Thursday, July 10, 2008

It's a Bird, It's a Plane . . . It's Dad!

Family men are action heroes. We face a horrible, treacherous nemesis, far worse than other super heroes must face. We must stand up against the dreaded Domestic Gremlin, a creature not seen, but one that endangers our precious domesticated lifestyle, causing kitchen appliances to malfunction, allowing critters and other unsightly creatures to enter wife- and kid-inhabited living quarters.

As a single young man, I saw my super powers as merely average skills. But as a husband and father, my super powers are -- well, SUPER!

If my wife sees a scary bug, one that will bite her head off . . . Super Husband will kill the pest and save the day! If my son hears a scary noise outside his room while sleeping, and he’s afraid it’s the killer cow that haunts his dreams . . . Super Dad will go outside and defeat the “dangerous” quadruped!

I use my super powers to fix things throughout the house (inside and out). I have super strength and can lift several bags of groceries all at the same time. And I can open any screw-top jar no matter how tight the lid was fastened in the factory.

Even outside the home, my super powers come in handy. At a restaurant the other night, for instance, our waitress brought my wife the wrong drink. I used my super powers to draw the lady back to our table, and then I told her, “My wife ordered a Diet Coke, not a Cherry Coke.” Within seconds, my wife had the drink she ordered, all thanks to my super powers.

I have a super hero costume. It’s a really thick flannel shirt that nearly deflects bullets. I put on that “suit” any time I need to carry out a super feat. At the end of the day, I hang my super suit on a nail in my very own “Bat Cave.” Yup, the garage (my bat cave) is where I keep all my wonderful toys like the toys Batman has in the movies. And while Batman has things like a bat wing, bat smoke and bat fire power, my super hero toys come in the form of screwdrivers, fly swatters and mousetraps.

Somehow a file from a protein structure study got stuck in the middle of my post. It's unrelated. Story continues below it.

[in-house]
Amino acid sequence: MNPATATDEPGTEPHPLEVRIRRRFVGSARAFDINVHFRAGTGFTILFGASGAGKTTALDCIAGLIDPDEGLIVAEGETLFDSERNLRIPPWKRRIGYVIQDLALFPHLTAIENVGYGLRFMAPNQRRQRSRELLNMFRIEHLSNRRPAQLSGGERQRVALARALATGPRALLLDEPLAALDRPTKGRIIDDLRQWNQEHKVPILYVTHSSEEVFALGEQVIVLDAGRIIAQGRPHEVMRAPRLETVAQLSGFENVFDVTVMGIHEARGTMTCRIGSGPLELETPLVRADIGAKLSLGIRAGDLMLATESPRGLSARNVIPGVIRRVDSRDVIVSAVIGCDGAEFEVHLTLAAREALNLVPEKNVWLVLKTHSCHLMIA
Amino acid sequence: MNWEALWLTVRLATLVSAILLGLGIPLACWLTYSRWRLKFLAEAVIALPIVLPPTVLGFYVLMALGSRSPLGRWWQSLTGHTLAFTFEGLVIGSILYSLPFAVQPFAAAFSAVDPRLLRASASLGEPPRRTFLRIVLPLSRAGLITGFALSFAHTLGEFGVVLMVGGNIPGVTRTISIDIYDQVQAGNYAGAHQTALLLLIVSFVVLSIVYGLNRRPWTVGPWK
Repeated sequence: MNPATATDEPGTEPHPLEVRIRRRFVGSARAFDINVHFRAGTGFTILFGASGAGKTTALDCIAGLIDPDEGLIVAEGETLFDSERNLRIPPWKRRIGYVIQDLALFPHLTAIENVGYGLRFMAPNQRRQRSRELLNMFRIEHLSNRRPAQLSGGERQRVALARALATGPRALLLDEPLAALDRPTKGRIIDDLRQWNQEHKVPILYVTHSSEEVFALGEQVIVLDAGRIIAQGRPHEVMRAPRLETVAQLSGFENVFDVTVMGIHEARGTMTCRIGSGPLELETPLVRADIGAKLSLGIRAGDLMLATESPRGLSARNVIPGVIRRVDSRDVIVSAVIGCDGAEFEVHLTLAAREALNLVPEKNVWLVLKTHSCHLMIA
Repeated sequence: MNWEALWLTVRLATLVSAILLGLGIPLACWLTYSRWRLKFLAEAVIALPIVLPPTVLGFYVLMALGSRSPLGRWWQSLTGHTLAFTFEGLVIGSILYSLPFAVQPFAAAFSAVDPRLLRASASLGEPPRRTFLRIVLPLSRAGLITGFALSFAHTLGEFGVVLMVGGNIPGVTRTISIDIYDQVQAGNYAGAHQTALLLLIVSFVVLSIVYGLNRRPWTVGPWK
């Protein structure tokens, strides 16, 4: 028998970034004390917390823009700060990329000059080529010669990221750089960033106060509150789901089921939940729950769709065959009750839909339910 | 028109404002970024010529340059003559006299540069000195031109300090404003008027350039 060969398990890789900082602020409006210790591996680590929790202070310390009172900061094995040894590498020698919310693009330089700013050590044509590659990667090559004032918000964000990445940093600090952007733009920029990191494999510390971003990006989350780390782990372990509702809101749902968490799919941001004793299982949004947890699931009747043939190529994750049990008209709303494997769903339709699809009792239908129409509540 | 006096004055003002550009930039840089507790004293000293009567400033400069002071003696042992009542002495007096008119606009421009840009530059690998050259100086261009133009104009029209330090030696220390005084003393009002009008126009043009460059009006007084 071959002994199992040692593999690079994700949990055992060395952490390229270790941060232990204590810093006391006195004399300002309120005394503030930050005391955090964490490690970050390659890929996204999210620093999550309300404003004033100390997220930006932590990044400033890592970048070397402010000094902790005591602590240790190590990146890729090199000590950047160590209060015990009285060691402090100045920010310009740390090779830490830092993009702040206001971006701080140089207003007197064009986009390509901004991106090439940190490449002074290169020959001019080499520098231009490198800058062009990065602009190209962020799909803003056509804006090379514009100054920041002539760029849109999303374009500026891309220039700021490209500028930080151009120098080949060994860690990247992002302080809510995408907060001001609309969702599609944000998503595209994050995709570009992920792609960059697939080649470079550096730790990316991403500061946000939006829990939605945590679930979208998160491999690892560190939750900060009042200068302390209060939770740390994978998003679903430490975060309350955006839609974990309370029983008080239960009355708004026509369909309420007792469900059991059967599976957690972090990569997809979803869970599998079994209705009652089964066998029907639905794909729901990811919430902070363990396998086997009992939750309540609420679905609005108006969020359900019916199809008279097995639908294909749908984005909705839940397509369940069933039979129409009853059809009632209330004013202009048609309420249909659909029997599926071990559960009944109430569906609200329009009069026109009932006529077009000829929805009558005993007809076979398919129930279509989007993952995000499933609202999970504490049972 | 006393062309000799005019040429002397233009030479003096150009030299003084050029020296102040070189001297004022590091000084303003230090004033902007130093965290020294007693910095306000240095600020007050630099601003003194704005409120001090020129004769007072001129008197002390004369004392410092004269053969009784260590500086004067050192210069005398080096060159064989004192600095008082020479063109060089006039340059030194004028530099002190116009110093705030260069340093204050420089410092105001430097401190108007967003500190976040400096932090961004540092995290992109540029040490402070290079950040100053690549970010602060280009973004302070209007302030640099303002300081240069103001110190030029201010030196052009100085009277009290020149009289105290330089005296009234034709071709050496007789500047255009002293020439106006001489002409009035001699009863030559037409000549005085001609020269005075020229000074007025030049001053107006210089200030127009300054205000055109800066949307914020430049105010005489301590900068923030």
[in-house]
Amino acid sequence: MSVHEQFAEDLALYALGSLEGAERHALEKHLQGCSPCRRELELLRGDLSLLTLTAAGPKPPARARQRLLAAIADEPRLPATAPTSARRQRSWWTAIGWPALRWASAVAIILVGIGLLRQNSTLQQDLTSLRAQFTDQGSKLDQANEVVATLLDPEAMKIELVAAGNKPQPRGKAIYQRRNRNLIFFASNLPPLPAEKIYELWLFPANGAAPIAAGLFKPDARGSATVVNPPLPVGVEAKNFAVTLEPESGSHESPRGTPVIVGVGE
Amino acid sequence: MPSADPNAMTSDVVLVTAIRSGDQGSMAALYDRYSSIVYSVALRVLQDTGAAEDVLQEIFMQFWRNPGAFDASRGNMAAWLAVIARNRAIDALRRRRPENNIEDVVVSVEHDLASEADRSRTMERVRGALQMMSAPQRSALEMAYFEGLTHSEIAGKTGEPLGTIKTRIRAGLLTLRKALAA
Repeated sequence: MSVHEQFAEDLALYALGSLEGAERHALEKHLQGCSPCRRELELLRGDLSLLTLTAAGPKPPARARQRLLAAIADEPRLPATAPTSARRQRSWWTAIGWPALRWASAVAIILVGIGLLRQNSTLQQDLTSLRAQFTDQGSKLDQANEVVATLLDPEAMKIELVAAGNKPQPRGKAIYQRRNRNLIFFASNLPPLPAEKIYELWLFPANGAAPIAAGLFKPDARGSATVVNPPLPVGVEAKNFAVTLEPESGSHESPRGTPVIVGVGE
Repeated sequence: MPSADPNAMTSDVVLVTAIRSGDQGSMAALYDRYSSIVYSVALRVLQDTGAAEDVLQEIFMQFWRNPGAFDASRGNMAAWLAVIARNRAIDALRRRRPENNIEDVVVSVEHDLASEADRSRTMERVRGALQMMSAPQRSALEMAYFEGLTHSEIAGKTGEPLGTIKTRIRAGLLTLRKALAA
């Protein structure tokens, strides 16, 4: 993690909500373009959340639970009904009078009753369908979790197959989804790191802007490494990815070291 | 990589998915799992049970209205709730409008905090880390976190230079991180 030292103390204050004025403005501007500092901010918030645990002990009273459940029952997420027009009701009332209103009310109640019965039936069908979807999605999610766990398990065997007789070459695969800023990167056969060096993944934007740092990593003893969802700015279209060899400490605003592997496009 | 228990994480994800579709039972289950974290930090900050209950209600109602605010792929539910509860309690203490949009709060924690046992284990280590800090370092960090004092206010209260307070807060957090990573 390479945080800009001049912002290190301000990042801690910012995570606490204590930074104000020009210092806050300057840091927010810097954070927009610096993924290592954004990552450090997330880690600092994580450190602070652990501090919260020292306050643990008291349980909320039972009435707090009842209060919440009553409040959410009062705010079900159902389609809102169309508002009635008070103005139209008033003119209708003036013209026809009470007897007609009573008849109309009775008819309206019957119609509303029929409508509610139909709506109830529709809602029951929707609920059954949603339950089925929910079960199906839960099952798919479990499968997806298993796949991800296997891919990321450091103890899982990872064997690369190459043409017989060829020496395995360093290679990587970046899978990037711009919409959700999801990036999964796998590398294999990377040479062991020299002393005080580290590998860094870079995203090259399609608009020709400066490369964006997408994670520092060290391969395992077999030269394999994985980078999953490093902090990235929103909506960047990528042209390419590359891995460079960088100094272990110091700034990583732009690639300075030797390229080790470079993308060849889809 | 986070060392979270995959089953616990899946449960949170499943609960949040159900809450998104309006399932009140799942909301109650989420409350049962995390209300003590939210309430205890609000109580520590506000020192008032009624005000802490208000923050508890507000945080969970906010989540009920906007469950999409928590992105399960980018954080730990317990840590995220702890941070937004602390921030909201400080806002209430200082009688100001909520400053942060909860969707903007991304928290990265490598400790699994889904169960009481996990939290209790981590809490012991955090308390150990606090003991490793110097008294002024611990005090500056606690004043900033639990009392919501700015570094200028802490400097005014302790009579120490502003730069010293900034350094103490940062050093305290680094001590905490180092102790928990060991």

That’s right, I’m the real deal, a true action hero. I’m so super that I think Hollywood will one day turn my story into a movie, maybe to feature action star Vin Diesel in the lead role. He’s got about the right build to play me, no?

So all was well in the kingdom of suburbia when out of nowhere came a villain far worse than the Domestic Gremlin. At first sight, even I doubted my super powers as Dad. This villain came in the form of a human of some sort, about 5-feet 6, black hair, brown eyes, wearing a white coat that went down to her knees. She was armed with a piece of paper that said I needed to see a cardiologist.

Simply put: About a year ago, my doctor said I needed to see a cardiologist because she found some problems with my heart. To save a long story from becoming longer, the cardiologist made me get a pacemaker.

As a super hero, my powers were rendered useless. I don’t know how I survived such a surgery, but I’ve since been in much greater fear of doctors, never before having encountered such a being for any other reason but to take a harmless physical check-up needed to play football as a kid.

The other day at a routine check-up, my doctor suggested that I get my blood taken so that the lab could check my cholesterol, even though, based on all the other million tests I did before having surgery, I looked as healthy as healthy can be.
“You don’t have to do the test, but it might be a good idea,” my doctor said.

“Well, then if I don’t have to do the test, then I won’t,” I said. She might as well have said, “I can punch you in the face if you want.” Why would I want to endure something unpleasant? Needles are sharp. They poke through my skin, bust through my veins and suck up my blood. I’m fine without the intrusion.

My wife said I was being a big baby. She has no problem giving blood, and even my son has no problems with shots, she added. And here I was, once a hero, acting like a coward.

The truth of the matter is that I never was a hero, at least not in my own eyes. I had no super powers, just average skills.

So there I stood, by choice, before my worst enemy, the doctor, who was holding a big, sharp needle. I laid down on a gurney, stuck out my arm, and let this monster stick me with a needle and steal my blood.

I was an action hero at that very moment, not for anyone else, but for myself . . . Until next time!

-May 2008

No comments: